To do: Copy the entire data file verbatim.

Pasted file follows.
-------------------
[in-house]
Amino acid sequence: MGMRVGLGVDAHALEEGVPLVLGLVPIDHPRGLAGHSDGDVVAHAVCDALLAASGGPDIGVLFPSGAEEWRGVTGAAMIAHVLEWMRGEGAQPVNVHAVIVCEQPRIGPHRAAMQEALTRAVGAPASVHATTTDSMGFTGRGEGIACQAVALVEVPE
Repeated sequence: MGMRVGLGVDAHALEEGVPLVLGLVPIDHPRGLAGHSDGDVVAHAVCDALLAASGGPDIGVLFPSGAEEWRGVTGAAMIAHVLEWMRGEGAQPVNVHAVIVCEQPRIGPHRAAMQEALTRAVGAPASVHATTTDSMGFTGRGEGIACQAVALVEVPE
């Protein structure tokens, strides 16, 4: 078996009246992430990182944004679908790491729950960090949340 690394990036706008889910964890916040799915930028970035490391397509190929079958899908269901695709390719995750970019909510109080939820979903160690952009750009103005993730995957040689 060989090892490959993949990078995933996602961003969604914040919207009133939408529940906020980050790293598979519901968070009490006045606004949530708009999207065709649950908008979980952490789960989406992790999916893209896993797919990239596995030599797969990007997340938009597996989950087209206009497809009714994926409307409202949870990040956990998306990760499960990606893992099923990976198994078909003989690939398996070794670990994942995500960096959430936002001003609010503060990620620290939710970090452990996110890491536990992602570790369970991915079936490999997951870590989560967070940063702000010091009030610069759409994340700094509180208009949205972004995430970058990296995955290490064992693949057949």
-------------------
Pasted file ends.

[in-house]
Amino acid sequence: MGMRVGLGVDAHALEEGVPLVLGLVPIDHPRGLAGHSDGDVVAHAVCDALLAASGGPDIGVLFPSGAEEWRGVTGAAMIAHVLEWMRGEGAQPVNVHAVIVCEQPRIGPHRAAMQEALTRAVGAPASVHATTTDSMGFTGRGEGIACQAVALVEVPE
Repeated sequence: MGMRVGLGVDAHALEEGVPLVLGLVPIDHPRGLAGHSDGDVVAHAVCDALLAASGGPDIGVLFPSGAEEWRGVTGAAMIAHVLEWMRGEGAQPVNVHAVIVCEQPRIGPHRAAMQEALTRAVGAPASVHATTTDSMGFTGRGEGIACQAVALVEVPE
């Protein structure tokens, strides 16, 4: 078996009246992430990182944004679908790491729950960090949340 690394990036706008889910964890916040799915930028970035490391397509190929079958899908269901695709390719995750970019909510109080939820979903160690952009750009103005993730995957040689 060989090892490959993949990078995933996602961003969604914040919207009133939408529940906020980050790293598979519901968070009490006045606004949530708009999207065709649950908008979980952490789960989406992790999916893209896993797919990239596995030599797969990007997340938009597996989950087209206009497809009714994926409307409202949870990040956990998306990760499960990606893992099923990976198994078909003989690939398996070794670990994942995500960096959430936002001003609010503060990620620290939710970090452990996110890491536990992602570790369970991915079936490999997951870590989560967070940063702000010091009030610069759409994340700094509180208009949205972004995430970058990296995955290490064992693949057949």